Who owns IP developed in the course of an employment or contracting relationship?

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This interesting case decided last week reminds creatives, especially in design and architecture fields, to make sure they understand who owns any IP developed in the course of an employment or contracting relationship. 

For employees and employers in creative fields, the starting point is to ensure the relevant employment agreement correctly covers the position. While these clauses are fairly standard, they do vary in scope and effect, which might lead to some surprising outcomes.

Without a contractual IP clause, New Zealand law provides fallback positions about IP ownership. However, the ownership outcome varies depending on the type of IP, whether the work was produced by an employee or contractor (or sub-contractor), and what the other contract terms say.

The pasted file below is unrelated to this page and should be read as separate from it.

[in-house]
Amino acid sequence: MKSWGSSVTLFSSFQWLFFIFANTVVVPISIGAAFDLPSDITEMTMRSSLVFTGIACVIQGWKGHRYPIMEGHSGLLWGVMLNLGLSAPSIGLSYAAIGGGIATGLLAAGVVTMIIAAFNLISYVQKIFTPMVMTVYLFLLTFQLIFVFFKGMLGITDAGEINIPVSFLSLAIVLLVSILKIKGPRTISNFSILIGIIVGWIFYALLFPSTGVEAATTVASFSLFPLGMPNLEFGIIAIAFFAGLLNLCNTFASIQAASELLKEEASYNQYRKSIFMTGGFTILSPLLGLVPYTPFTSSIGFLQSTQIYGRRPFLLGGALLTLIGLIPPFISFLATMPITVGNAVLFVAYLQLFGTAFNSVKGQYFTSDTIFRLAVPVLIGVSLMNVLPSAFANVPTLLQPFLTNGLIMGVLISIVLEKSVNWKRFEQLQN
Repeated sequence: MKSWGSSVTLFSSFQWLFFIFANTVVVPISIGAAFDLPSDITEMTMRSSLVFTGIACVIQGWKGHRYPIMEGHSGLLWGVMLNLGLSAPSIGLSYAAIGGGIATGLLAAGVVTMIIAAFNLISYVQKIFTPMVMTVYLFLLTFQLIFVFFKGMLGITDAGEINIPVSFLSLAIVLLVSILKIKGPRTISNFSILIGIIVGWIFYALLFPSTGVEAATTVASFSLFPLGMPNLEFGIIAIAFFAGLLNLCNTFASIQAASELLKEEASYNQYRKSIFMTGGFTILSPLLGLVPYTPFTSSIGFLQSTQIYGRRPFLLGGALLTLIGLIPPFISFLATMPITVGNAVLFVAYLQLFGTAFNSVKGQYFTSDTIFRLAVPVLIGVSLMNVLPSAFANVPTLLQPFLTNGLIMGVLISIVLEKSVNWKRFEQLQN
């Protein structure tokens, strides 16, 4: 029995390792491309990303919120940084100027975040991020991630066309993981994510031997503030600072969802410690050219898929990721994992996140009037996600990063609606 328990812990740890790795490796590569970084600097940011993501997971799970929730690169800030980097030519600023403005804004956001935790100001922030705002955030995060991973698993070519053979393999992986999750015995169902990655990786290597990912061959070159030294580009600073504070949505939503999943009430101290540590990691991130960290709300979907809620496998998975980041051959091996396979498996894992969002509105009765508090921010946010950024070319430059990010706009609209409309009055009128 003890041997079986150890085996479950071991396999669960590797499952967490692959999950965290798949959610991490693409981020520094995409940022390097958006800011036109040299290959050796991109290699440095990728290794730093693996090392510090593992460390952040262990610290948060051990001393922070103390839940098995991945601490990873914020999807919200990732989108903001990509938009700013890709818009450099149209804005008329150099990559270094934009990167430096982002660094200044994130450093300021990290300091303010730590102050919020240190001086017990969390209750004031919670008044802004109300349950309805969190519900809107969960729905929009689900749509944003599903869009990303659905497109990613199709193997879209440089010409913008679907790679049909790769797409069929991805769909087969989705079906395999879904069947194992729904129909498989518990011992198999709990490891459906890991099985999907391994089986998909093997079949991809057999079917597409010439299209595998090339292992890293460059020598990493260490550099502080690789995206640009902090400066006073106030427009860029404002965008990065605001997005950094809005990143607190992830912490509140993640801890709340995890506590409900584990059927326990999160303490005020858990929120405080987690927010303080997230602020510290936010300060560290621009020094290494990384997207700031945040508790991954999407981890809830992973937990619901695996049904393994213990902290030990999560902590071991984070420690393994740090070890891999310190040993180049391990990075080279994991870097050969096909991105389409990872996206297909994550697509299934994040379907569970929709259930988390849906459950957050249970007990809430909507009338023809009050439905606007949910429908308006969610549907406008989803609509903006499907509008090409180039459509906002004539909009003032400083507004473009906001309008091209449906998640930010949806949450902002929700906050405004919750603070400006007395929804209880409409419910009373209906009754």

So for contractors and principals alike, it’s even more important to appropriately cover off the IP ownership in the contract – or else your designs, other works, or inventions could end up owned by the “wrong” party, who might not want to hand them over!

Things can get even murkier when it comes to subcontractors, as the subcontractor doesn’t usually have a contract with the principal. If the chain of contracts provide for different IP outcomes, there’s a prospect of all three parties (principal, contractor, and subcontract) being left unhappy with the outcome, and in dispute.

As always, it pays to get specific legal advice if in doubt. Our specialist IP team is available to help with any IP-related queries you might have. Click here to contact us. 


Disclaimer: the content of this article is general in nature and not intended as a substitute for specific professional advice on any matter and should not be relied upon for that purpose.

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